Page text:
“I was seated on a platform suspended 14 feet above the floor. My hair was braided and my face was covered with red body paint. Four 500 watt movie lights were placed around me facing the front entrance of the space. My voice was amplified by three speakers. As people entered the gallery, I repeatedly yelled at them get the fuck out, get out immediately. Because the sound was very loud and contained high frequency feedback, most people left quickly.” —Chris Burden, Shout Piece (1971)
Emergency does not create power. Emergency does not increase granted power or remove or diminish the restrictions imposed upon power granted or reserved. The Constitution was adopted in a period of grave emergency. Its grants of power to the federal government and its limitations of the power of the States were determined in the light of emergency, and they are not altered by emergency.
Should any political party attempt to abolish social security, unemployment insurance, and eliminate labor laws and farm programs, you would not hear of that party again in our political history. There is a tiny splinter group, of course, that believes you can do these things. Among them are [a few] Texas oil millionaires, and an occasional politician or business man from other areas. Their number is negligible and they are stupid.
So the news is finally out of the (handmade) bag... Over the past few months, the most exciting but worst-kept secret in Hudson has been the persistent rumor that Etsy, the wildly popular online marketplace for artists and artisans, would soon be opening an outpost in The Cannonball Factory on Columbia Street.
(In my own case, this was first whispered to me during the Valley Alliance’s Halloween benefit party in that location... Like many others, I was told to keep this “hush-hush” as the deal had not been finalized, and talking about it publicly might mess things up.)
After a Sunday post on The Gossips of Rivertown finally spilled some of the beans, Etsy founder and CEO Rob Kalin—profiled just last week in Crain’s—confirmed the rumors in an email to many Hudson business owners. Kalin indicated that the site currently employs 175 people in Brooklyn, and hopes to grow the site’s Hudson outpost to 50 jobs with real benefits.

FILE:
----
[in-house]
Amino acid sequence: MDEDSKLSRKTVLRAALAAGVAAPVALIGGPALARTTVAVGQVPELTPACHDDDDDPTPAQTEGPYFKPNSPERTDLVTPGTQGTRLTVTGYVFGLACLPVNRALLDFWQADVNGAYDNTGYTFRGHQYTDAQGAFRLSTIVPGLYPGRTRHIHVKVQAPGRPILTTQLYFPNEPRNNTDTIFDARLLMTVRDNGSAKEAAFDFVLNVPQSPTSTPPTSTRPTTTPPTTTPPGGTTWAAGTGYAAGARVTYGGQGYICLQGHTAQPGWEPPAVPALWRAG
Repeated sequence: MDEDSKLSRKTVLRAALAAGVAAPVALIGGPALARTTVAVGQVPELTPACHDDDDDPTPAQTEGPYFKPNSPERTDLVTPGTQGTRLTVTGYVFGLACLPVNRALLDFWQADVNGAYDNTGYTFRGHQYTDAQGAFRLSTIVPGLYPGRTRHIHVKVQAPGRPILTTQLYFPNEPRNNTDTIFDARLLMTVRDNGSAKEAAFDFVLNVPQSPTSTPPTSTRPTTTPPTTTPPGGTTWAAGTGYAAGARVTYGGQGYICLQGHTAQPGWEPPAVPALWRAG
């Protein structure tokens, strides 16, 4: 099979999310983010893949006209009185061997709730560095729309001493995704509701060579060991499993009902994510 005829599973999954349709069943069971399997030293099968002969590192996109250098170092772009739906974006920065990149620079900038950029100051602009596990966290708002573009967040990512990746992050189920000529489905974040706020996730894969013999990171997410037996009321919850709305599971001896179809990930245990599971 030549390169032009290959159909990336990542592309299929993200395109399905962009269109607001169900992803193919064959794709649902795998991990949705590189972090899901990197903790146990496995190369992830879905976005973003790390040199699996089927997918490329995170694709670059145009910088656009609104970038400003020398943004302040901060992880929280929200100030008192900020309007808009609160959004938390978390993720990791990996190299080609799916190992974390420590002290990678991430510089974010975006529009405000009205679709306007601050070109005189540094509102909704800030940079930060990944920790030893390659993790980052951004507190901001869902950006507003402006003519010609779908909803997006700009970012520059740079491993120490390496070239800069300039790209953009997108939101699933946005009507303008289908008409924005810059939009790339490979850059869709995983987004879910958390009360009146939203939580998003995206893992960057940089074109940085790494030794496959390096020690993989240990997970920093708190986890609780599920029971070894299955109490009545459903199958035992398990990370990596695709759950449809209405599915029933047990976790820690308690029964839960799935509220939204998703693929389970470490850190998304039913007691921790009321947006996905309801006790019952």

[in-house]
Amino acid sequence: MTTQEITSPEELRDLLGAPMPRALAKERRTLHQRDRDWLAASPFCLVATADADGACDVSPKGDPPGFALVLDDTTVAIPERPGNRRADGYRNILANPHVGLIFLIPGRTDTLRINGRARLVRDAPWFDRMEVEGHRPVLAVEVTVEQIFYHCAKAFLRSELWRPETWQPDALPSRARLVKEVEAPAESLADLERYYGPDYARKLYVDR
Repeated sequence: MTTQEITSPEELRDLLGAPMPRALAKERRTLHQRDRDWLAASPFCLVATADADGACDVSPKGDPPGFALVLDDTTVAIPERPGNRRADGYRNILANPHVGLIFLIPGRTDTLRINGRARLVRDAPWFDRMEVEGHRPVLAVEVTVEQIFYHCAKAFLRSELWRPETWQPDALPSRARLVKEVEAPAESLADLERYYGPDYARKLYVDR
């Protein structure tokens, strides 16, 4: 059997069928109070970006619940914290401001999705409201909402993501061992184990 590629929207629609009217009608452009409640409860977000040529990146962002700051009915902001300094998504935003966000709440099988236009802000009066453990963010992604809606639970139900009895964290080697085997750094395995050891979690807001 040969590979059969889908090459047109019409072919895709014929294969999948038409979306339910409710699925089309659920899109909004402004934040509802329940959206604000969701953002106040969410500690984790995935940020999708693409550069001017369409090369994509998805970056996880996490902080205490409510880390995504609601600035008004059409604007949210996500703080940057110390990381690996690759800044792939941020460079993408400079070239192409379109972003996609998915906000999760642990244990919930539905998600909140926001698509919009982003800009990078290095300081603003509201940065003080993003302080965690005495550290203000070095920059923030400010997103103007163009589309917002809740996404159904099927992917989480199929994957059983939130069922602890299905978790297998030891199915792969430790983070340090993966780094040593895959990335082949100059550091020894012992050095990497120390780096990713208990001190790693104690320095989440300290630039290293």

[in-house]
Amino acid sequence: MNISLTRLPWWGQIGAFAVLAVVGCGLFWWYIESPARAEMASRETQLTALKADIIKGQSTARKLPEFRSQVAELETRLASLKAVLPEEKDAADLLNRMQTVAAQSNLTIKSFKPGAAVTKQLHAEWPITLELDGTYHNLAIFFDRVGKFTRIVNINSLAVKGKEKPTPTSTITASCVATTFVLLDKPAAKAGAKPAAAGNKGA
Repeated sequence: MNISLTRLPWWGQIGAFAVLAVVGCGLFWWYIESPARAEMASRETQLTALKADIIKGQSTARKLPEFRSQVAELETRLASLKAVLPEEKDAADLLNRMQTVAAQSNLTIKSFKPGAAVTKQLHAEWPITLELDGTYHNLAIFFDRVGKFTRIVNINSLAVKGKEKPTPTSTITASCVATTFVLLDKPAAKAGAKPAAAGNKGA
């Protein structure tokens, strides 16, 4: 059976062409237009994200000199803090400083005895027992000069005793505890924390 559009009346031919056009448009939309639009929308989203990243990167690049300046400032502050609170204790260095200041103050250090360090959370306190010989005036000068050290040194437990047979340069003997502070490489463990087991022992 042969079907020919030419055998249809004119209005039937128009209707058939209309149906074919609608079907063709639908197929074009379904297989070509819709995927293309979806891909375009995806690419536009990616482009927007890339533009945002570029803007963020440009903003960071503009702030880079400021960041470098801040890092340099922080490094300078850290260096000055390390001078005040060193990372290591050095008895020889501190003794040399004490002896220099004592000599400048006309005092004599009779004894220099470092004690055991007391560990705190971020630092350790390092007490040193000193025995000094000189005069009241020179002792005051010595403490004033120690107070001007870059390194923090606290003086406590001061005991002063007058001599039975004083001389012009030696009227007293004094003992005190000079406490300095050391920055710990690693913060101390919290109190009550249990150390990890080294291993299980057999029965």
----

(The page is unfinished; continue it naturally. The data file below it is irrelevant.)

In many ways, this welcome news confirms what those who pioneered the revival of Hudson in the 1980s and ’90s (and fought to protect the area from destructive proposals) always thought was possible... Namely, that if City residents kept steadily building upon Hudson’s unique history and architectural fabric, protected its community character, maintained an active main street full of locally-owned businesses, and took advantage of Hudson’s terrific location, the possibilities for attracting greener, more forward-looking businesses was boundless. Great businesses want to locate to great towns.
(Another defining feature of Hudson and Columbia County over the past dozen or so years is that there are an unusual and ever-increasing number of home-based businesses, “cottage” industries, and self-employed people here. So while Etsy addresses a global marketplace, it’s that much more of an appropriate fit for the region.)
For anyone unfamiliar with Etsy, their stated goal is “to enable people to make a living making things, and to reconnect makers with buyers.” The site, which now features sellers in 150 countries (concentrated in the U.S., the E.U., and Australia), aims “to build a new economy and present a better choice: Buy, Sell, and Live Handmade.”
One feature of their website allows you to find craftspeople and artists by geographic location; clicking here will give you results of a search on “Hudson, NY.” This turns up many pages of results, though many are from the Hudson Valley rather than Hudson proper. Below are links to a few sellers who identify themselves as being in Hudson proper: